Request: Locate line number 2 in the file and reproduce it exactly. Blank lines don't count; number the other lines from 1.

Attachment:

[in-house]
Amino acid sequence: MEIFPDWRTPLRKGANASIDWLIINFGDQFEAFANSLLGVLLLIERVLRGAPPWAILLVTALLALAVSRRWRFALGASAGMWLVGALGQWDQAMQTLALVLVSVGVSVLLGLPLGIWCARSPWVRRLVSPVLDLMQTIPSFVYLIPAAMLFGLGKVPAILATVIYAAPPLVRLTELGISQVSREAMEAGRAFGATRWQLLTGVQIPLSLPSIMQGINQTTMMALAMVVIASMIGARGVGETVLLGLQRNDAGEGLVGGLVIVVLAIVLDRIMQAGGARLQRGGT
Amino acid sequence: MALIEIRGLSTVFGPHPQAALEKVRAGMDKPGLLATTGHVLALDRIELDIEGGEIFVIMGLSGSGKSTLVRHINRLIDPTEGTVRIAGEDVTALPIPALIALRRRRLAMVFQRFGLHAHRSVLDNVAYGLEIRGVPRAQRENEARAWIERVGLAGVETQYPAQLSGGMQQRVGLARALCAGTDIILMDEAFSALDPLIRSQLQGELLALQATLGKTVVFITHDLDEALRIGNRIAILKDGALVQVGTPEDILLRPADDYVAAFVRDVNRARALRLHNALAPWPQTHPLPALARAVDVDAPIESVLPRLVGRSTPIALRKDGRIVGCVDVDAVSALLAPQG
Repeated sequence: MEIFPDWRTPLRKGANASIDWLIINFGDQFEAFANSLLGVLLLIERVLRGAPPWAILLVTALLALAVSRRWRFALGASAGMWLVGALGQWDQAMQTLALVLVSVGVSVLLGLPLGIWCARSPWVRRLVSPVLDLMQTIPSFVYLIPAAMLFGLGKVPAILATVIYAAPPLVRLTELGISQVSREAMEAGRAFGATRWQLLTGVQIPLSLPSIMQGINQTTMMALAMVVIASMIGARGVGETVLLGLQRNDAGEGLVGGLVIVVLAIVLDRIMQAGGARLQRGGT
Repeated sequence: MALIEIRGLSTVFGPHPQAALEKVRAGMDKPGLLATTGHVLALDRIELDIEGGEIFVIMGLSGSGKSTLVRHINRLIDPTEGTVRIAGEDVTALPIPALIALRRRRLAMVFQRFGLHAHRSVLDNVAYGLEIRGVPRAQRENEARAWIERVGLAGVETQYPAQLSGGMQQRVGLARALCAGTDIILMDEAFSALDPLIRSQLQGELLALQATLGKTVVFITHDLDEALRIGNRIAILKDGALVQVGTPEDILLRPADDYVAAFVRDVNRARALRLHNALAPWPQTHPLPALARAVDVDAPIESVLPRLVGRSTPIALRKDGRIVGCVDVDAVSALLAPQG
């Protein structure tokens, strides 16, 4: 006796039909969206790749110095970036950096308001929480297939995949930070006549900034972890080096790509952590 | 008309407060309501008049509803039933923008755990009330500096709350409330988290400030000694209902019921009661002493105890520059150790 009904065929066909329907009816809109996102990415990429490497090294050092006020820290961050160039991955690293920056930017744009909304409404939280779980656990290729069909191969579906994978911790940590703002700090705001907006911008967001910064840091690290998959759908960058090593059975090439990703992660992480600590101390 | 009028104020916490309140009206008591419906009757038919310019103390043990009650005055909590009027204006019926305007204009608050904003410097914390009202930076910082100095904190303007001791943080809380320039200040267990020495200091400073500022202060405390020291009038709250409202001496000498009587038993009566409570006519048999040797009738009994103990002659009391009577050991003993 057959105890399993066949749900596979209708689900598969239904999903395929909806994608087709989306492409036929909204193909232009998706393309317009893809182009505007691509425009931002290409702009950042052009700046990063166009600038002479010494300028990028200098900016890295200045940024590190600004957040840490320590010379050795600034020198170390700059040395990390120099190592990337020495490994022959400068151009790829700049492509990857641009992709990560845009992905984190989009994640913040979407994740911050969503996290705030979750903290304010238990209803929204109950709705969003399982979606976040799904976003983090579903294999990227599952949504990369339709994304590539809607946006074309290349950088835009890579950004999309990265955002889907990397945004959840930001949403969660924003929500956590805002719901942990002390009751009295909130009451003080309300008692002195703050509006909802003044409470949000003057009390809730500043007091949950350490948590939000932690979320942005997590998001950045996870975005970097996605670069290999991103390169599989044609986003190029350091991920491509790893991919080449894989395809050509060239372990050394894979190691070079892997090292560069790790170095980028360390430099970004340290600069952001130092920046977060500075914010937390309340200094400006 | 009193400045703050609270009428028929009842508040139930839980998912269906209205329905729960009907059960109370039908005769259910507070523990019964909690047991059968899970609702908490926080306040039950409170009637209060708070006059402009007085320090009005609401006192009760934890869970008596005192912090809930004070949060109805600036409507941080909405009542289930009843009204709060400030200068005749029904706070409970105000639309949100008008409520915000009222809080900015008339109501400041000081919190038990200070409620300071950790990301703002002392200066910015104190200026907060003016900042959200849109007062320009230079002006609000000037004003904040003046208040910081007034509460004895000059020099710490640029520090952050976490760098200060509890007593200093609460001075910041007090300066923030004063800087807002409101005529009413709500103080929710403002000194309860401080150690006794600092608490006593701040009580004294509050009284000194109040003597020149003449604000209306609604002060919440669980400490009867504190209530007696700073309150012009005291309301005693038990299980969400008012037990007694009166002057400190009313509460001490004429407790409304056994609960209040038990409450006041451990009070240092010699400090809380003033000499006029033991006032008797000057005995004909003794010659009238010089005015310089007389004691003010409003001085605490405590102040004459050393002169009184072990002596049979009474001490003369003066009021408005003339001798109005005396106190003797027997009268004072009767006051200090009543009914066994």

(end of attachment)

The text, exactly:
Amino acid sequence: MEIFPDWRTPLRKGANASIDWLIINFGDQFEAFANSLLGVLLLIERVLRGAPPWAILLVTALLALAVSRRWRFALGASAGMWLVGALGQWDQAMQTLALVLVSVGVSVLLGLPLGIWCARSPWVRRLVSPVLDLMQTIPSFVYLIPAAMLFGLGKVPAILATVIYAAPPLVRLTELGISQVSREAMEAGRAFGATRWQLLTGVQIPLSLPSIMQGINQTTMMALAMVVIASMIGARGVGETVLLGLQRNDAGEGLVGGLVIVVLAIVLDRIMQAGGARLQRGGT